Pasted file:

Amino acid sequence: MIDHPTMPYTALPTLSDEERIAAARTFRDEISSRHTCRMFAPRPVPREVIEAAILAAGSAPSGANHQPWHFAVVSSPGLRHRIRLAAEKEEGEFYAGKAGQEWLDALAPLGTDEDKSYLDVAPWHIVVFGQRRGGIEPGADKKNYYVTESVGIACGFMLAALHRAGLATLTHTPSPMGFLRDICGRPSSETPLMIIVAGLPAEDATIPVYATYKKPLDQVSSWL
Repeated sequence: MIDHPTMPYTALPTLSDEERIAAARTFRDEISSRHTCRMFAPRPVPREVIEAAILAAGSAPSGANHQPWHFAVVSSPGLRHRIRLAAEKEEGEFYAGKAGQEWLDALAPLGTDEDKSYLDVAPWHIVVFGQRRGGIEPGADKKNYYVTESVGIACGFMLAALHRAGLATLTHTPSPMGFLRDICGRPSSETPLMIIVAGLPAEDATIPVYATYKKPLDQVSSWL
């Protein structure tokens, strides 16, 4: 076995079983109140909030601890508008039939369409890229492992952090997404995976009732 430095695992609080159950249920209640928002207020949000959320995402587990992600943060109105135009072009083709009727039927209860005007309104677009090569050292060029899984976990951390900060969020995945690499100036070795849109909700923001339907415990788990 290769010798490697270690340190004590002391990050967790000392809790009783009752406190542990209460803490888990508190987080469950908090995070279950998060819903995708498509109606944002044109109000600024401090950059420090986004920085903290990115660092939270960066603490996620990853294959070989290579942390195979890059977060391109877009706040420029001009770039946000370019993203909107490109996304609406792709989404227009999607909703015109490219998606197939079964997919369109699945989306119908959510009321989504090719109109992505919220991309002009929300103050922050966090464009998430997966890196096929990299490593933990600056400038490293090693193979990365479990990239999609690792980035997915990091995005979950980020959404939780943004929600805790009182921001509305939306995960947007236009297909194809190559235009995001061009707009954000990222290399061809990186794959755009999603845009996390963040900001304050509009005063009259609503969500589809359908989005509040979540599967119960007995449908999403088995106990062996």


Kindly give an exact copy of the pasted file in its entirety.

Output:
Amino acid sequence: MIDHPTMPYTALPTLSDEERIAAARTFRDEISSRHTCRMFAPRPVPREVIEAAILAAGSAPSGANHQPWHFAVVSSPGLRHRIRLAAEKEEGEFYAGKAGQEWLDALAPLGTDEDKSYLDVAPWHIVVFGQRRGGIEPGADKKNYYVTESVGIACGFMLAALHRAGLATLTHTPSPMGFLRDICGRPSSETPLMIIVAGLPAEDATIPVYATYKKPLDQVSSWL
Repeated sequence: MIDHPTMPYTALPTLSDEERIAAARTFRDEISSRHTCRMFAPRPVPREVIEAAILAAGSAPSGANHQPWHFAVVSSPGLRHRIRLAAEKEEGEFYAGKAGQEWLDALAPLGTDEDKSYLDVAPWHIVVFGQRRGGIEPGADKKNYYVTESVGIACGFMLAALHRAGLATLTHTPSPMGFLRDICGRPSSETPLMIIVAGLPAEDATIPVYATYKKPLDQVSSWL
């Protein structure tokens, strides 16, 4: 076995079983109140909030601890508008039939369409890229492992952090997404995976009732 430095695992609080159950249920209640928002207020949000959320995402587990992600943060109105135009072009083709009727039927209860005007309104677009090569050292060029899984976990951390900060969020995945690499100036070795849109909700923001339907415990788990 290769010798490697270690340190004590002391990050967790000392809790009783009752406190542990209460803490888990508190987080469950908090995070279950998060819903995708498509109606944002044109109000600024401090950059420090986004920085903290990115660092939270960066603490996620990853294959070989290579942390195979890059977060391109877009706040420029001009770039946000370019993203909107490109996304609406792709989404227009999607909703015109490219998606197939079964997919369109699945989306119908959510009321989504090719109109992505919220991309002009929300103050922050966090464009998430997966890196096929990299490593933990600056400038490293090693193979990365479990990239999609690792980035997915990091995005979950980020959404939780943004929600805790009182921001509305939306995960947007236009297909194809190559235009995001061009707009954000990222290399061809990186794959755009999603845009996390963040900001304050509009005063009259609503969500589809359908989005509040979540599967119960007995449908999403088995106990062996």